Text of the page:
DoD IP Space
mangawilly at gmail.com
Fri Feb 12 04:33:05 UTC 2021
On 11/02/2021 13:00, nanog-request at nanog.org wrote:
> Date: Wed, 10 Feb 2021 09:50:56 -0800
> From: Doug Barton <dougb at dougbarton.us>
>[...] On 2/10/21 5:56 AM, Ca By wrote>
>> The 3 cellular networks in the usa, 100m subs each, use ipv6 to uniquely
>> address customers. And in the case of ims (telephony on a celluar), it
>> is ipv6-only, afaik.
> So that answers the question of how to scale networks past what can be
> done with 1918 space. Although why the phones would need to talk
> directly to each other, I can't imagine.
- P2P applications?
- (because I'm tethering,) enable customers to share a service to other
people without relying to (many) external parties? (actually, that was
the purpose of the Internet since the beginning if I'm right)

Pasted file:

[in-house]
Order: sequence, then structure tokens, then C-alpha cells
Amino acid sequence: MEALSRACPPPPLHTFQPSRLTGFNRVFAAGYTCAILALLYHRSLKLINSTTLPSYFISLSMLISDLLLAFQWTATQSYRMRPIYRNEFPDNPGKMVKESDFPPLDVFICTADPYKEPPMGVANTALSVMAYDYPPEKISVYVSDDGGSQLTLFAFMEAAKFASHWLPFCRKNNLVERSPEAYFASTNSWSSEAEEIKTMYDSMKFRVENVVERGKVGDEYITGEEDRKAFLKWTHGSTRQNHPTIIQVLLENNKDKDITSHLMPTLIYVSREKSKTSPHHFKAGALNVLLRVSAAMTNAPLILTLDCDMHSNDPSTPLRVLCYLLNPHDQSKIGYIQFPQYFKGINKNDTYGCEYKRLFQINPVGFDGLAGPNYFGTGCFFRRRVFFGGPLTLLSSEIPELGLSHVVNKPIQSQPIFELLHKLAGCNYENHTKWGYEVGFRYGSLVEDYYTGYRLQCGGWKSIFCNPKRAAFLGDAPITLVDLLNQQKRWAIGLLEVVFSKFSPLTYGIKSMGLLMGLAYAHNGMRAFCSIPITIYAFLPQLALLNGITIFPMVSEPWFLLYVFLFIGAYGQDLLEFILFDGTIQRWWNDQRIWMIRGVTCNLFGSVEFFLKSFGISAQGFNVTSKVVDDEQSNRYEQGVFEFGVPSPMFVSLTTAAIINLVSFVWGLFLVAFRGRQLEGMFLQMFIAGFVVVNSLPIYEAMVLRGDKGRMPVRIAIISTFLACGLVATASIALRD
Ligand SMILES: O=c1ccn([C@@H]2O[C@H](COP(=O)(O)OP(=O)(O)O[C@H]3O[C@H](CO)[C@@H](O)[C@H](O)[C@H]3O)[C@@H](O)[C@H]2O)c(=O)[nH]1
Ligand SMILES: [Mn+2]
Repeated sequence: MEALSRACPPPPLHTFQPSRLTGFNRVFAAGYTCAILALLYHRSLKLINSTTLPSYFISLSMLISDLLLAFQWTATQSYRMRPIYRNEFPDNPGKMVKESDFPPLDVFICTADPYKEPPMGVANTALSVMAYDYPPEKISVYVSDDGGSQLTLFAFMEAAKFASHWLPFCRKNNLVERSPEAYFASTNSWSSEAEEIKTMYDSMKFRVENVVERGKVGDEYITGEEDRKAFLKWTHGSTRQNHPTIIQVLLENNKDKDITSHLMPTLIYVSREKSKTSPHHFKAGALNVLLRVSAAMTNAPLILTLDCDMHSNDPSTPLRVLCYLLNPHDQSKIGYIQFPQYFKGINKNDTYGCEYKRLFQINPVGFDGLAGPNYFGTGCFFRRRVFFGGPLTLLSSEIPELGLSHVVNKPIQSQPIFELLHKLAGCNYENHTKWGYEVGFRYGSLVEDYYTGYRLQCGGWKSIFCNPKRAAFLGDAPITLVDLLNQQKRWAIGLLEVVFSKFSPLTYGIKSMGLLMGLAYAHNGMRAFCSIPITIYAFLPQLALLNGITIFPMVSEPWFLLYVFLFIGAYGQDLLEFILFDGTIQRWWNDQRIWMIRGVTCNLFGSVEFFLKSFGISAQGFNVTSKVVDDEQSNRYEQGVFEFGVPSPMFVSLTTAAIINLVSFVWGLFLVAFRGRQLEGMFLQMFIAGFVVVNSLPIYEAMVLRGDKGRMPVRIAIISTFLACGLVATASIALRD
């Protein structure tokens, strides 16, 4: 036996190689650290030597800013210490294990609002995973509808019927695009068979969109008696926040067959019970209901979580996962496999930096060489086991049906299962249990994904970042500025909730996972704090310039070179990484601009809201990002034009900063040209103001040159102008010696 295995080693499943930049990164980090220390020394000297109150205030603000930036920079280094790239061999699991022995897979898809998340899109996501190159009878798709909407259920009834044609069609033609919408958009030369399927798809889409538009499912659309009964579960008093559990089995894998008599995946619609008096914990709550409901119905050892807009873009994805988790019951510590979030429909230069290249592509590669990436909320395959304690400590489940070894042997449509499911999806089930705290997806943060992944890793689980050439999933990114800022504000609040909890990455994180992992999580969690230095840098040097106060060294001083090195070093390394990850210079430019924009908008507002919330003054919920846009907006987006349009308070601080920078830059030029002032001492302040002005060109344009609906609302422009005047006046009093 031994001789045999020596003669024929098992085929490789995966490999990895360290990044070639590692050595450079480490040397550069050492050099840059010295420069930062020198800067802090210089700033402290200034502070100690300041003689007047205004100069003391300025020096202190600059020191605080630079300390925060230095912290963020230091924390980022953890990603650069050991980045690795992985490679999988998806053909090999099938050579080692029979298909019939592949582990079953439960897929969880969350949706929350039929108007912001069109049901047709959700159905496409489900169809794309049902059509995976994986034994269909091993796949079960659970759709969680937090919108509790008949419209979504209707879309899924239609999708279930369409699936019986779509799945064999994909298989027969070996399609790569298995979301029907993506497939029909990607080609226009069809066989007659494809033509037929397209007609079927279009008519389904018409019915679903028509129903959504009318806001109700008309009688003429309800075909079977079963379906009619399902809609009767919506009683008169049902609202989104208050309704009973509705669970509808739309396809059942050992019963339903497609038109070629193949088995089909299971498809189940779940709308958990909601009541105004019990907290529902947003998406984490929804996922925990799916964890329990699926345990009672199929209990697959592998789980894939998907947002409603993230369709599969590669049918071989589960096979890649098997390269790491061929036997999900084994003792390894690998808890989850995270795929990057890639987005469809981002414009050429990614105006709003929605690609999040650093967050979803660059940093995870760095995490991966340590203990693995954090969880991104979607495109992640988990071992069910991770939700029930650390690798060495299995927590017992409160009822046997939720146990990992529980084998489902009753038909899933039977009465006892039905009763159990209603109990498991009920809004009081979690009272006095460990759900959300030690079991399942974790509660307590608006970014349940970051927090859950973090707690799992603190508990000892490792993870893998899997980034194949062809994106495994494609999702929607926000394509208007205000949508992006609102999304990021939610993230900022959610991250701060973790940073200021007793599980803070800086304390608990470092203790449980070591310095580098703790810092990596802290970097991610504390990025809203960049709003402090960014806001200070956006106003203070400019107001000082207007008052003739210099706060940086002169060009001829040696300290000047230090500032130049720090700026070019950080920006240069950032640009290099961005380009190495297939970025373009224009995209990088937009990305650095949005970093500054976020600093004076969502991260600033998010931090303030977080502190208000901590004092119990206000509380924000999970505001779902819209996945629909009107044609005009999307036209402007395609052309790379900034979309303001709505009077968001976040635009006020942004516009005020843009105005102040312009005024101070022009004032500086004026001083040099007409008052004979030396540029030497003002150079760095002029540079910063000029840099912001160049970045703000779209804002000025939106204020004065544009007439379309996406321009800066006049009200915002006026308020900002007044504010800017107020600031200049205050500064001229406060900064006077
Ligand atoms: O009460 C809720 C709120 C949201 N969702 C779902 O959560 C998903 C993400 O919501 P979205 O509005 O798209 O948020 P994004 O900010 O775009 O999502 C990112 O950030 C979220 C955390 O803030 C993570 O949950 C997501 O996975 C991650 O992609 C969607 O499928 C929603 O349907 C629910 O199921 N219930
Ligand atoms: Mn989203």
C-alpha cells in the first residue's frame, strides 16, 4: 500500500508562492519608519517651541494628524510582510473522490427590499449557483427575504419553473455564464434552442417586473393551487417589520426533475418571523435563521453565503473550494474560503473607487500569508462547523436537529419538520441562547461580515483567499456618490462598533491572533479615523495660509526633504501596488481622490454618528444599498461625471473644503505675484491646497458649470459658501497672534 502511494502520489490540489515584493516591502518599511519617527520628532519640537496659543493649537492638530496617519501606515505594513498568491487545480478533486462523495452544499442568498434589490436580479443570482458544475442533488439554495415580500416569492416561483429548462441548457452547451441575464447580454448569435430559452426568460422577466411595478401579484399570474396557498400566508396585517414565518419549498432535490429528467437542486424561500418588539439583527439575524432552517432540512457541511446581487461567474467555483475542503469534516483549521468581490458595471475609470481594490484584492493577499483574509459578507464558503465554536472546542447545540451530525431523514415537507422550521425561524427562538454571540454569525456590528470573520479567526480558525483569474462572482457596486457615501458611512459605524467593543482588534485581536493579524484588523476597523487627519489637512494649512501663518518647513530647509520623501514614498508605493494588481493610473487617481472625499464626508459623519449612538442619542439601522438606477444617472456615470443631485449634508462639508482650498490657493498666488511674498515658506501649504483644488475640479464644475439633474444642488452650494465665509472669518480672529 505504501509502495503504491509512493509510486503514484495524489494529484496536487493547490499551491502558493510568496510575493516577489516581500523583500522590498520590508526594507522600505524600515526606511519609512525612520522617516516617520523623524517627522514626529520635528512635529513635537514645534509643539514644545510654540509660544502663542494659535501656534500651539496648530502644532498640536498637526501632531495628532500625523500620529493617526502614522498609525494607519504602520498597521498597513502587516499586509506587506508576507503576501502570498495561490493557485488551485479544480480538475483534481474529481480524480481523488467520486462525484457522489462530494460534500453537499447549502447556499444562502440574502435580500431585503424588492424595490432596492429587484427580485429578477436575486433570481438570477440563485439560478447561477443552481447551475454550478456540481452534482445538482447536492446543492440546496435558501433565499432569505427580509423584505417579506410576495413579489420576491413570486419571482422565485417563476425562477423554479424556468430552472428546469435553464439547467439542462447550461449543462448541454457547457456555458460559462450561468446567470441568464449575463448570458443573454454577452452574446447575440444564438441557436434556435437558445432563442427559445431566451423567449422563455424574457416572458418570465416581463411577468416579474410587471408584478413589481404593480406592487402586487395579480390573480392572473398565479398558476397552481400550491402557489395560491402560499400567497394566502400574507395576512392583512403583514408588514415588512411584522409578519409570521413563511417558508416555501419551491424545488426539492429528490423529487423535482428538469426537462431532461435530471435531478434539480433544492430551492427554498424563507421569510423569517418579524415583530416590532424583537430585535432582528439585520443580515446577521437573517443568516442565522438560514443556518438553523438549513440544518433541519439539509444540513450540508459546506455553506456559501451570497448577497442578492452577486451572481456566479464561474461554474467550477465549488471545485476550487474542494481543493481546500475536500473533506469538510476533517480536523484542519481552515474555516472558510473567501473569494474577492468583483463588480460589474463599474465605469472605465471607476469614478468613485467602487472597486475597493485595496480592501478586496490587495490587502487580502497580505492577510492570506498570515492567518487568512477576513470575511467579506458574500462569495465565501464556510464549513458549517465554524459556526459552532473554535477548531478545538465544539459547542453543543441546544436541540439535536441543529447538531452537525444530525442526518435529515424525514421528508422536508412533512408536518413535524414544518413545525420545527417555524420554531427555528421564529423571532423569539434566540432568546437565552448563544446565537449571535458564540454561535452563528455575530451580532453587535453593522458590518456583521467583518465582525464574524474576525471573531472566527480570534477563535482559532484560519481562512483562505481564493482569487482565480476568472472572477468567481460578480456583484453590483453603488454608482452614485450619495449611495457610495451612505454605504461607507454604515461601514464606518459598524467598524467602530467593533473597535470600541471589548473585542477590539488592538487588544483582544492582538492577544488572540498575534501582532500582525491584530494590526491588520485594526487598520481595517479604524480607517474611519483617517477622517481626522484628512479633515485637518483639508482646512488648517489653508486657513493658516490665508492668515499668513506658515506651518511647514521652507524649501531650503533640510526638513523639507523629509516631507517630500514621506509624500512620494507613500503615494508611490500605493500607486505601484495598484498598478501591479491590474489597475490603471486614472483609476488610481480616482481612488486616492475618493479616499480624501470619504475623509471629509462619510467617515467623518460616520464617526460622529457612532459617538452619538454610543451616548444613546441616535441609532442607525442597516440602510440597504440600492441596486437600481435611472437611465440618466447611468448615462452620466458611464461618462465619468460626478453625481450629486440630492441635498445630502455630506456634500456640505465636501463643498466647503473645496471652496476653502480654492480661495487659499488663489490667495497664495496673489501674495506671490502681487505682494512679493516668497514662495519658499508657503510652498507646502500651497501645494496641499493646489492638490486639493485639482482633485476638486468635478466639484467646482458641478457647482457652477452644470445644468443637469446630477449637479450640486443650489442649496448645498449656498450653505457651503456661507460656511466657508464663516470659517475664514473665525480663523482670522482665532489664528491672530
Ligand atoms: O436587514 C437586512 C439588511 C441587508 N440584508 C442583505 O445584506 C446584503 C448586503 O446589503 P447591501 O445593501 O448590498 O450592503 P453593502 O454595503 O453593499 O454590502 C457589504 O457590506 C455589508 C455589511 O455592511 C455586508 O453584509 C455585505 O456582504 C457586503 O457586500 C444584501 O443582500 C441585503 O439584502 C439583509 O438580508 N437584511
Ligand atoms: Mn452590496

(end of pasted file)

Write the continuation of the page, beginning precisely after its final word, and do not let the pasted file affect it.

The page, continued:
> I also reject the premise that any org, no matter how large, needs to
> uniquely number every endpoint. When I was doing IPAM for a living, not
> allowing the workstations in Tucson to talk to the printers in Singapore
> was considered a feature. I even had one customer who wanted the
> printers to all have the same (1918) IP address in every office because
> they had a lot of sales people who traveled between offices who couldn't
> handle reconfiguring every time they visited a new location. I thought
> it was a little too precious personally, but the customer is always
> right. :)
Here comes the DNS imho if it was accepted by the customer. Same result,
better management and flexibility...
> Sure, it's easier to give every endpoint a unique address, but it is not
> a requirement, and probably isn't even a good idea. Spend a little time
> designing your network so that the things that need to talk to each
> other can, and the things that don't have to, can't. I did a lot of
> large multinational corporations using this type of design and never
> even came close to exhausting 1918 space.
Here comes your firewall rules and all your ACL ... easier with IPv6 imho
-------------- next part --------------
A non-text attachment was scrubbed...
Size: 840 bytes
Desc: OpenPGP digital signature
More information about the NANOG